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SCIENCE VOL 323 23 JANUARY 2009
FLOOD THEORY REVISED
Was the story of Noah’s Ark inspired by a real event? In 1997, two marine
geologists proposed that about 7500 years ago a torrent of water from the
Mediterranean swelled the Black Sea, scattering early farmers into Europe and
giving rise to the biblical flood myth. But the tide has been turning against
the idea (Science, 17 August 2007, p. 886). Now a study taking a new approach
to the question has concluded that the flood was little more than a trickle.
A team led by Liviu Giosan, a marine geologist at the Woods Hole Oceanographic
Institution in Massachusetts, bored a 42-meter core into sediments in the delta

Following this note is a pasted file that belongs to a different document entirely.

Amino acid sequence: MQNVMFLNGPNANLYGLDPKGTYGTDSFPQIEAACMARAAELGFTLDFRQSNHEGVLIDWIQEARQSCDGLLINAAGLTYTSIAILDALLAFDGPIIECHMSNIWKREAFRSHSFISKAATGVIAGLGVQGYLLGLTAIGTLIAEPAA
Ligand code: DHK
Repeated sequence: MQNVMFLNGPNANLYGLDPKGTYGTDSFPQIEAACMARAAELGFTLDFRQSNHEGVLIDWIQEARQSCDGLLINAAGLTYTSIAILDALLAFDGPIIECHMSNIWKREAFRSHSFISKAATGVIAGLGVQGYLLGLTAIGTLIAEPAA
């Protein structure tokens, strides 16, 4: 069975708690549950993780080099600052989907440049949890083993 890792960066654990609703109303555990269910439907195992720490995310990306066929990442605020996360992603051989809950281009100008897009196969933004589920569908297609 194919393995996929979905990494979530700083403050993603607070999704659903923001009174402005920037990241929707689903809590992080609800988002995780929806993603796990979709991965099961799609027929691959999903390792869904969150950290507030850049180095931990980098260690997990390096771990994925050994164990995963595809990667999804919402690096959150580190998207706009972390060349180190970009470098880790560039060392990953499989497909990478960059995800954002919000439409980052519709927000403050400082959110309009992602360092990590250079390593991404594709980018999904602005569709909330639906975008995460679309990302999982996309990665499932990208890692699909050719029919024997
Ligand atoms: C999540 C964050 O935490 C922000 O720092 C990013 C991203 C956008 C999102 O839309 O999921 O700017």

of the Danube River in Romania, where it empties into the Black Sea. The delta’s
geography has remained stable over the millennia, so the team considers it a
better indicator of ancient sea levels than the Black Sea sediments used in
earlier analyses. The team members also radiocarbon-dated mollusks from the
sediments. In the January issue of Quaternary Science Reviews, they report that
when rising Mediterranean waters started flowing into it, the Black Sea was at
least 50 meters higher than the original estimate–greatly reducing the
potential for flooding.
“It’s a fascinating piece of work,” says Chris Turney, a geologist at the
University of Exeter in the U.K. Giosan and William Ryan of the Lamont-Doherty
Earth Observatory in Palisades, New York, a co-author of the 1997 study, plan
to resolve the debate once and for all by applying state-of-the-art dating
techniques to both Danube and Black Sea sediments.
News Release : Danube Delta Holds Answers to ‘Noah’s Flood’ Debate